As a native Dutch person and a teacher of English and a former teacher of German, I am grateful that at least English grammar is far easier to learn than German grammar - none of my German students managed to speak the language AND use the correct case endings or verb forms, whereas all my English students can compose grammatically correct English sentences.
Also, it is really hard to explain why a German or Dutch finite verb should move in front of the subject in one situation and to the end of the sentence in another - much easier for everybody to remember that English sentences always have Subject, Verb, Object - in that order. Always? No, there are some situations where English has retained the Germanic tendency to move the verb around, but luckily in MOST cases, modern English keeps to the 'simple' S-V-O structure - as, by the way, do the French. And this is no coincidence: from 1066 onwards, Norman French was the official language in Britain for hundreds of years. That influence did not disappear when they started speaking 'English' again. While we were taught that English is a Germanic language, two thirds of its vocabulary today originated from French or Latin, and the sentence structure is also far more like French than German, down to the distinct forms for adjectives and adverbs, which de Roman languages French, Spanish and Italian all have, while German and Dutch do not. In this area, the general tendency towards simplicity can also be noted: many Americans tend to say 'come quick' rather than 'come quickly', and if they keep doing so, sooner or later that may be regarded as okay.
An example of how the Roman influence 'simplified' English grammar can be found in the verb forms: while many of the most frequently used 'Germanic' verbs in English have irregular forms for past tense and past participle (begin, began, begun/ know, knew, known), ALL the verbs based on French or Latin origin are regular: To comprehend, comprehended, comprehended, respond, responded, responded, demand, demanded, demanded. Why? well, no one would have known which of the many different forms of the irregular verbs one should have applied to any of these newcomers, and besides: why make it more complex than necessary?
This might raise the question why so many Germanic verbs are 'irregular' in the first place - I don't know the answer, but I guess it is because they originated at a time when language was not written but only spoken: the vowel changes provide much more audible distinctions between the tenses than just an added 'ed'.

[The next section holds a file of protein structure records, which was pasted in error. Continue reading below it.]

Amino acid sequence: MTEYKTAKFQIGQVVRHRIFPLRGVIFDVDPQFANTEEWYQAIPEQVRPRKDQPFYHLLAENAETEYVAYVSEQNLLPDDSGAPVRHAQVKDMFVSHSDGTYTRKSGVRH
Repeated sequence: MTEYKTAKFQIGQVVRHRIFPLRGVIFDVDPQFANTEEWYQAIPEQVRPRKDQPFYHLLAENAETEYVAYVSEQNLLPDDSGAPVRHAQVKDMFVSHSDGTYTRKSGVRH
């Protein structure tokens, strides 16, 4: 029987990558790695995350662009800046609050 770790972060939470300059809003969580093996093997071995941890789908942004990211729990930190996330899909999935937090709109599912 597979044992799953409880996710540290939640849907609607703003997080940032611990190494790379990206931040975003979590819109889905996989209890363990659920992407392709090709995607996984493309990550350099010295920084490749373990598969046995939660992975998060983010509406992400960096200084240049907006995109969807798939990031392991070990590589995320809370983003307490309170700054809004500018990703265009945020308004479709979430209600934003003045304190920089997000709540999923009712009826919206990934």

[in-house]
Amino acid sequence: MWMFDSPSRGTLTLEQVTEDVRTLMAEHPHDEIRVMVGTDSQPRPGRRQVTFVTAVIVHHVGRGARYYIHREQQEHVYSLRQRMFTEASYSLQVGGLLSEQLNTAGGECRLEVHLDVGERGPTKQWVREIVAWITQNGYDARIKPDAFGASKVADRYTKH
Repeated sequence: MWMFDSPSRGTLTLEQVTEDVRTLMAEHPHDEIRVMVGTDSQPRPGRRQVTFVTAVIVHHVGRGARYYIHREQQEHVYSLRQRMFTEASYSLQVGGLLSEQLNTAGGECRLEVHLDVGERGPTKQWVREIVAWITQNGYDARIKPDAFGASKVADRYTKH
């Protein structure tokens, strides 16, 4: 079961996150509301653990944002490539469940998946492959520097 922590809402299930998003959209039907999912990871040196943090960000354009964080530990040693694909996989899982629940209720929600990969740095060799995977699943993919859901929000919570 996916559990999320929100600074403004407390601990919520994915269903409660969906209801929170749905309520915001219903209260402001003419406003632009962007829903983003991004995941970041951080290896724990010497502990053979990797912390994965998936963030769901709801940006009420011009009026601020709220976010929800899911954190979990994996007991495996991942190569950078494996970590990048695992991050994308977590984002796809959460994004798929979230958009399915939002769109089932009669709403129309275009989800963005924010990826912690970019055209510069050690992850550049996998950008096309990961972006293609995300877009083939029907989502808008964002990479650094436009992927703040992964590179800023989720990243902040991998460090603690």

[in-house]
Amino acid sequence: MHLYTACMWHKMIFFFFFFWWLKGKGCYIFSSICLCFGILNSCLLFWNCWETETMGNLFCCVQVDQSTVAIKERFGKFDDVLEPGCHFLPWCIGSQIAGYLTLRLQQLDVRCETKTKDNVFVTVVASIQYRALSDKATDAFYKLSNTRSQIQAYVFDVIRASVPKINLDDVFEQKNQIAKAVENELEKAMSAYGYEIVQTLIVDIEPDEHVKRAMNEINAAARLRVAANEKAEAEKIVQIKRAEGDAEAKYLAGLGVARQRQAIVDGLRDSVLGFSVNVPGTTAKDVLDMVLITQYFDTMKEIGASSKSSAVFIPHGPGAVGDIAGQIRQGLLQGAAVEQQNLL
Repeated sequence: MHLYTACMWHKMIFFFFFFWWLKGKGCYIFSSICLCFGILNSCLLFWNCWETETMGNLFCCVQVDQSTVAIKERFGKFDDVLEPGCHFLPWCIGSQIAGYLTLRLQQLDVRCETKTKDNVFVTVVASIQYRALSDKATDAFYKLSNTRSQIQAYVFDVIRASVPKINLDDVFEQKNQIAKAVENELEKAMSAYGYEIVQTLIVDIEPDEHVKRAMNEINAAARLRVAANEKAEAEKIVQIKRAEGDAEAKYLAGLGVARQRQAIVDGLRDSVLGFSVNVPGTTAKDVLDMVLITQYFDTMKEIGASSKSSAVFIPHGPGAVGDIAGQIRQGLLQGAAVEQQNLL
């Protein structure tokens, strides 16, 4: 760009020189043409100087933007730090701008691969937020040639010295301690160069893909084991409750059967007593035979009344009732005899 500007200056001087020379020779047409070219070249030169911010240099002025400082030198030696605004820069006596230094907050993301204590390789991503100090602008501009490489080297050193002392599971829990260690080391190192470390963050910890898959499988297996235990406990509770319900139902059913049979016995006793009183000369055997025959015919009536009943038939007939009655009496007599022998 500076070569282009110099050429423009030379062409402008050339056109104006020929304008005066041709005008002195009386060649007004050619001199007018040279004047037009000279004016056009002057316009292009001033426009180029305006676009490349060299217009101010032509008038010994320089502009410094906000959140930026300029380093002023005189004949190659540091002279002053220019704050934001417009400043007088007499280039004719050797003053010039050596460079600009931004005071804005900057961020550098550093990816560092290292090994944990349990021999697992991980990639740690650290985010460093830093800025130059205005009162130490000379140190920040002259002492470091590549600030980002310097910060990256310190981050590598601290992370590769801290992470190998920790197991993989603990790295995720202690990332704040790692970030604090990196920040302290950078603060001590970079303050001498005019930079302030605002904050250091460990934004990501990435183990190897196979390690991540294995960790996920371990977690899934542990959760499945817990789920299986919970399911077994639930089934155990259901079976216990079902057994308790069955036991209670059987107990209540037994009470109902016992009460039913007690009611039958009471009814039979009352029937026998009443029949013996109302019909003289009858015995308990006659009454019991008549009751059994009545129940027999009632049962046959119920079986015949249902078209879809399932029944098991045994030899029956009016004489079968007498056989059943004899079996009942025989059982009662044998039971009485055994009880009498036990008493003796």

While the contacts between the various languages seem to have led to the adoption of whichever grammatical form was simpler, the influx of words from French and later from Latin gave English a very rich and complex vocabulary, with an abundance of synonyms in 'high' and 'low' registers and highly specific terminology that is perfect for academic distinctions. A maximum of content conveyed with a minimum of rules - quite perfect for teaching, really! which for me is at least one of the explanations why English was and is so tremendously and unprecedentedly successful as an international language in all areas of life.
As far as I am aware, pronunciation is not part of grammar - but apart from that, it is not English pronunciation that is 'a mess' but the relationship between spelling and pronunciation. This 'mess' results at least in part from the fact that English pronunciation changed (the great vowel shift, see Wikipedia) while spelling did not. Besides, lots of British words owe their spelling to French, and French spelling is notorious for its abundance of vowels and consonants that are not pronounced at all. No wonder some of the superfluous vowels were omitted when the American spelling was standardized by Noah Webster in 1783. But by that time, the Americans were already convinced that the 'natural' way to spell the sound [i:] is 'ee', even though that conviction would be contradicted by the spelling of 'grief', 'thief' or 'belief'. Anyway, most spelling issues are easily solved with a spell checker. Although in this very text, the spell checker wants me to change 'their spelling' to 'they're' or 'there'...